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Mine ruling expected 'within days'

Arch Coal Inc. lawyer Roger Wolfe warned a federal judge Friday that a ruling against the largest mountaintop removal mine in West Virginia history "will be a mortal blow to the coal industry."

Wolfe and lawyers for government agencies debated the issue with lawyers for the West Virginia Highlands Conservancy on Friday in closing arguments before Chief U.S. District Judge Charles Haden II.

Haden said he would rule "within a few days" on whether to further delay permits for the 3,100-acre mine, proposed by Arch Coal subsidiary Hobet Mining, with a preliminary injunction.

After a 11/2-hour hearing, Haden emphasized that his ruling on the preliminary injunction for one mining permit won't resolve a larger case over problems with mountaintop removal permitting.

"There is a lot more to resolve," the judge said.

Mountaintop removal mining blasts off hilltops. Earth-moving machines dig out valuable, low-sulfur coal reserves. Leftover rock and earth is dumped into valleys and streams.

On Friday, environmental lawyer Joe Lovett asked Haden to force state and federal agencies to require mountaintop removal to comply with stream buffer zone rules and approximate original contour reclamation requirements.

"Hobet, the [Division of Environmental Protection], and the Corps of Engineers should not be allowed to twist the law to suit the industry's move to bigger machines," Lovett said.

Wolfe, lead lawyer for Hobet Mining, listed possible economic damages to the company from permit delays: an idle $70 million investment, 500 jobs, $20 million in lost revenue and $1.6 million in lost tax revenue.

"Layoffs will begin soon" if the permit is delayed longer, Wolfe said. "The impact to Arch is obvious and catastrophic.

"Love it or hate it, coal is West Virginia in many ways," Wolfe told the judge. "Wipe it out and you better be able to deal with the consequences."

Wolfe argued that the permit in question is no different than other mountaintop removal permits approved by regulators in the past.

"I think it's conceded by all that the extent and magnitude of this particular permit application is significant," Haden said. "It would be the largest in state history.

"From the standpoint of scale, I think we're talking about many square miles, of a rather complete change in water, topography and wildlife," Haden said. "We're not talking about losing a particular tree."

Hobet Mining wants to conduct mountaintop removal mining on a 5-square-mile permit proposed for Pigeonroost Branch near Blair, Logan County.

Since Feb. 3, Haden has blocked the state Division of Environmental Protection and the U.S. Army Corps of Engineers from permitting the operation. The judge has twice extended temporary restraining orders against the mine.

Haden must now decide whether to issue a preliminary injunction, which could block the mine's permits until a trial of the full case in September.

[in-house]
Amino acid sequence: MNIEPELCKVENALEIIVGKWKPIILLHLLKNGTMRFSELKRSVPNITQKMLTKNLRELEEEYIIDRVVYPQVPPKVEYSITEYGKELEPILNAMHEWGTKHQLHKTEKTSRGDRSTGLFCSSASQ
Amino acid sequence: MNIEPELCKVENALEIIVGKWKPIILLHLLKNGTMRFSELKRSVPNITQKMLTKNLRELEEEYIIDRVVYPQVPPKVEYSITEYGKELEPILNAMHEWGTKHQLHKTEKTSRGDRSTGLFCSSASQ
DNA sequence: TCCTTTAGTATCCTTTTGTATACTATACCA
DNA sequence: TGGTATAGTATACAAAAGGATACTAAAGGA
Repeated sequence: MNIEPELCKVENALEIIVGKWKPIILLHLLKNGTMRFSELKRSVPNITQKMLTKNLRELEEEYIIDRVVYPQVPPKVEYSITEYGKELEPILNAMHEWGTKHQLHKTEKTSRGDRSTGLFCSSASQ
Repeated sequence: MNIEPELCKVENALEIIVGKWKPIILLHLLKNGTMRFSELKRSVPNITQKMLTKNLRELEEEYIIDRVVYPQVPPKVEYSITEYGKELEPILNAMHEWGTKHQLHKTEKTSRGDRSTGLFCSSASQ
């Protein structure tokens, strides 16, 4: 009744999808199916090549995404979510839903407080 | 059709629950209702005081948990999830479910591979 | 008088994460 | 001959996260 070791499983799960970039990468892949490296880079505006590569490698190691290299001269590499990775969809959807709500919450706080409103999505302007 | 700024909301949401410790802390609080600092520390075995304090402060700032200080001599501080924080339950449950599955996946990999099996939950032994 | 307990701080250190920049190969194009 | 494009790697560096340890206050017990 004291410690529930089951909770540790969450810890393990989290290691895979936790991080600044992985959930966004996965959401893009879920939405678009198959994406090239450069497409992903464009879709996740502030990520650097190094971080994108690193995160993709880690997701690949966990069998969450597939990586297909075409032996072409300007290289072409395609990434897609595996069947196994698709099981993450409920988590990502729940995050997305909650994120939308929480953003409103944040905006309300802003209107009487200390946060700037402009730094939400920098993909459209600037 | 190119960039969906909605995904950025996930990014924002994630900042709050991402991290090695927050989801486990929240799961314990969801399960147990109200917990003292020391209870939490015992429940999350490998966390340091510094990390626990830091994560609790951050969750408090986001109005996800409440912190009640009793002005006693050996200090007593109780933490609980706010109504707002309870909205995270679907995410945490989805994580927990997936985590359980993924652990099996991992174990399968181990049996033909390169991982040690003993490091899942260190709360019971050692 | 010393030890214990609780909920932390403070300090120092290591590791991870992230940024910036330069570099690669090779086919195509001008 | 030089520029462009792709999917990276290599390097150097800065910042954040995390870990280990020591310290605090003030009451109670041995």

The judge has held an estimated 35 hours of courtroom hearings and spent a day touring mountaintop removal sites on the ground. On Friday, Haden spent the morning flying over mountaintop removal mines in Southern West Virginia to understand the scope of the mining.

In recent years, mountaintop removal has become more prevalent. Mines have gotten bigger, with mountaintop removal accounting for two-thirds of the 18,000 acres of West Virginia permitting for strip mining in 1997.

Last July, the Highlands Conservancy and a group of coalfield residents filed a lawsuit to try to rein in mountaintop removal.

As a result, federal agencies agreed to conduct a two-year environmental impact statement aimed at coming up with new regulations on mountaintop removal. In the meantime, the agencies said most mountaintop removal proposals would have to receive a more thorough "individual permit" from the corps, rather than being approved through less stringent "nationwide permits" meant for activities that cause minimal environmental damage.

The U.S. Environmental Protection Agency exempted the Pigeonroost permit from those individual permit requirements, meaning it won't get additional scrutiny.

Jim Hecker, a lawyer for environmental groups, urged Haden to reverse that decision and force regulators to undertake a more rigorous individual permit for the operation.

Steven Rusak, a lawyer for federal agencies, argued that there was no reason for Haden to do so because "there is a rational basis for the corps" decision to grant Hobet authorization under a nationwide permit.

Wolfe said: "Mountaintop mining is legal, [and] valley fills are necessary to virtually any kind of mining in this state."

Lovett told Haden that a further delay in the Pigeonroost permit won't kill Hobet Mining and that complying with federal mining laws won't eliminate mountaintop removal.

"Enforcement of the buffer zones will not prohibit all valley fills and mountaintop removal mines," Lovett said. "It will, however, reduce the size of some fills.

"The coal is not going to go away," Lovett said. "Hobet will be able to mine it when it submits a permit application that is complete and that complies with the law."

 

To contact staff writer Ken Ward Jr., call 348-1702.

 


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